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Learning from Lister

Inaugural lecture

First page of address, in manuscriptPage 1 from a manuscript transcript of Lister’s inaugural lecture at King’s College London, 1 October 1877. From the Archives of the Royal College of Surgeons of England.

Lister’s inaugural lecture at King’s would have been, for most students in the audience, their first introduction to the theory which, for Lister, was crucial to understanding the practice of antisepsis. It was intended to be a serious scientific disquisition. Although Lister had come to his surgical conclusions through years of observing the inflammation and putrefaction of wounds, he was, unlike most English surgeons, keenly interested in the researches of Louis Pasteur on the fermentation of yeast which touched on the same subject.

Page 31 from address, in manuscriptPage 31 from a manuscript transcript of Lister’s inaugural lecture at King’s College London, 1 October 1877. From the Archives of the Royal College of Surgeons of England. Lister spoke on the fermentation of milk and described putrefaction of wounds as a process caused by the fermentation of the blood. He went on to suggest that all true fermentative processes were the result of what we would now call micro-organisms. For those who still believed in airborne infections, the natural conclusion to draw was that attention to the general cleanliness of a hospital (or ‘aseptic’ surgery) would deal with the problem of post-operative mortality. Therefore, Lister felt that it was incumbent on him to demonstrate the scientific basis for his contention that care of the wound itself was of paramount importance.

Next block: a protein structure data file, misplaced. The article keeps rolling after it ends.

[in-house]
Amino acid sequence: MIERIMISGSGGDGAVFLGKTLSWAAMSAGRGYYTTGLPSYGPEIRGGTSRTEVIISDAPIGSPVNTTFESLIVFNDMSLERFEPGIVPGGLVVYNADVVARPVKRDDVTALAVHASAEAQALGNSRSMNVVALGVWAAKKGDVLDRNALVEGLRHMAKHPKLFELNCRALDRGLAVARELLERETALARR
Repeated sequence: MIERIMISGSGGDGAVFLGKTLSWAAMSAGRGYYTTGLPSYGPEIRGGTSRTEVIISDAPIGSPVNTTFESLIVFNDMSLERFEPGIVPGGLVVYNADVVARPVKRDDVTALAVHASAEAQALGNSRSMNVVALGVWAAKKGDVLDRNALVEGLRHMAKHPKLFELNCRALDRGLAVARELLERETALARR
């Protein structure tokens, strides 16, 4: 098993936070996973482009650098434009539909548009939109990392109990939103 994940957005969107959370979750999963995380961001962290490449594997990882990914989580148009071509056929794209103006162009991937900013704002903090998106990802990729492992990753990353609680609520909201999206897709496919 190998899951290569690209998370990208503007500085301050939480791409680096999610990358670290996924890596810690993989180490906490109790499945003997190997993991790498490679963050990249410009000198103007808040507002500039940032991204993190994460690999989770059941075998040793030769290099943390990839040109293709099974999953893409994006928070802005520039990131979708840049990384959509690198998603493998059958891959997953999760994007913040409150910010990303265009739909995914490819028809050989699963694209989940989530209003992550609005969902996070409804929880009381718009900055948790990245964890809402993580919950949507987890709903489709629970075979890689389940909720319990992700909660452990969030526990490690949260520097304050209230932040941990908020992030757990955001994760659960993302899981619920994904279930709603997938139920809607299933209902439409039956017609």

However, many surgeons who practised antiseptic surgery on the basis of empirical observation did not necessarily accept Pasteur’s germ theory. Lister’s position was complicated by his own changing views; by the end of his career he had accepted many of the assumptions of ‘aseptic’ surgeons. Although the note-taker has ventured to include the reaction of his audience (‘Applause’) in several places in the text, this contradicts the recollection of other witnesses. It is generally accepted that this lecture was ill-received by an audience which was not generally prepared for it and had expected something more light-hearted.

As St Clair Thomson, who later became Lister’s house-surgeon and friend, recalled:

We showed our boredom, as was the manner of those unregenerate days, by shuffling our feet. Whenever Lister referred to a cow we tried to emit the ‘Boo’ of that animal; each time he mentioned the contaminating hand of the dairy-maid we said ‘tut-tut’; when five o’clock struck we reminded him audibly that it was ‘tea-time’...

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